Case Presentation: A 61-year-old female with hypertension was sent to the hospital after anemia was noted on routine outpatient blood tests. Her hemoglobin was 6.8 g/dL with an MCV of 97.1 fL/red cell and an RDW of 19.2%. Platelet count was 146 k/μL and white blood cell count was 4.0 k/μL. She denied chest pain, dyspnea, melena, hematochezia, back pain or hematuria. She was also noted to have an elevated globulin gap of 8.4 g/dL between total protein and albumin. Vitamin B12, SPEP, UPEP, and free kappa/lambda ratio were sent. Vitamin B12 level was low. Intrinsic factor antibody was subsequently sent and was positive. The patient was started on Vitamin B12 for treatment of pernicious anemia and discharged home.
After discharge, SPEP resulted with elevated IgM Kappa, concerning for Waldenström macroglobulinemia. The patient was referred to hematology. Bone marrow biopsy demonstrated hyper-cellular marrow with CD5/CD10 negative small B-cell lymphoma with plasmacytic differentiation, consistent with Waldenström macroglobulinemia. The patient was treated with bendamustine, rituximab, and plasmapheresis.
Discussion: Pernicious anemia is a type of megaloblastic anemia due to Vitamin B12 deficiency in which the body lacks intrinsic factor. It is often caused by autoimmune destruction of parietal cells, and may be associated with atrophic gastritis and H. Pylori infection. Other autoimmune diseases such as primary adrenal insufficiency or type 1 diabetes are associated with increased risk of pernicious anemia. Symptoms of pernicious anemia include weakness and paresthesia. Pernicious anemia is treated with oral or intravenous Vitamin B12.
Waldenström macroglobulinemia occurs when clonally related lymphocytes, lymphoplasmacytic cells, and plasma cells producing IgM accumulate in the bone marrow. It is defined as a lymphoplasacitic lymphoma associated with serum IgM monoclonal protein. Symptomatic presentation of Waldenström macroglobulinemia is related to tumor infiltration, circulating IgM, or IgM tissue deposition. Age-adjusted incidence of Waldenström macroglobulinemia is 3.4 per million among US males and 1.7 per million among US females. Asymptomatic patients may be monitored without therapy, though splenomegaly or anemia with hemoglobin < 10 g/dL may justify treatment. It has been suggested that chronic immune stimulation may be associated with Waldenström macroglobulinemia. Landgren et al. assessed a Swedish population registry of 2470 case patients with Waldenström macroglobulinemia and found an association between personal history of certain immune-related conditions and Waldenström macroglobulinemia. However, no significant association with pernicious anemia was found, suggesting that the two processes contributing to anemia in our patient are unrelated.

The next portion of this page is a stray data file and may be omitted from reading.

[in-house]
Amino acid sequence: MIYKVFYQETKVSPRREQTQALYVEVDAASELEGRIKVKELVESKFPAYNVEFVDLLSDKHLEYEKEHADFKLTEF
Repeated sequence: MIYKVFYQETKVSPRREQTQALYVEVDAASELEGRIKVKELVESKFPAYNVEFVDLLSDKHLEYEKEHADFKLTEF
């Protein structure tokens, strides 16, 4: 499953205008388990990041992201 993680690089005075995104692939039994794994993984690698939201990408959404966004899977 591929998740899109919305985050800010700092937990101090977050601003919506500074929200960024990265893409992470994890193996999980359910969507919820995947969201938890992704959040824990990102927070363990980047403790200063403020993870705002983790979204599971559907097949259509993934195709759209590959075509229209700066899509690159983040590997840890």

Conclusions: 1. Consider multiple concurrent processes in a patient presenting with anemia.
2. Patients are often discharged from the hospital with unresulted lab tests; it is essential to ensure that these results are followed-up.
3. While Waldenström macroglobulinemia has been associated with immune-related conditions, pernicious anemia and Waldenström macroglobulinemia are unlikely to be associated with one another.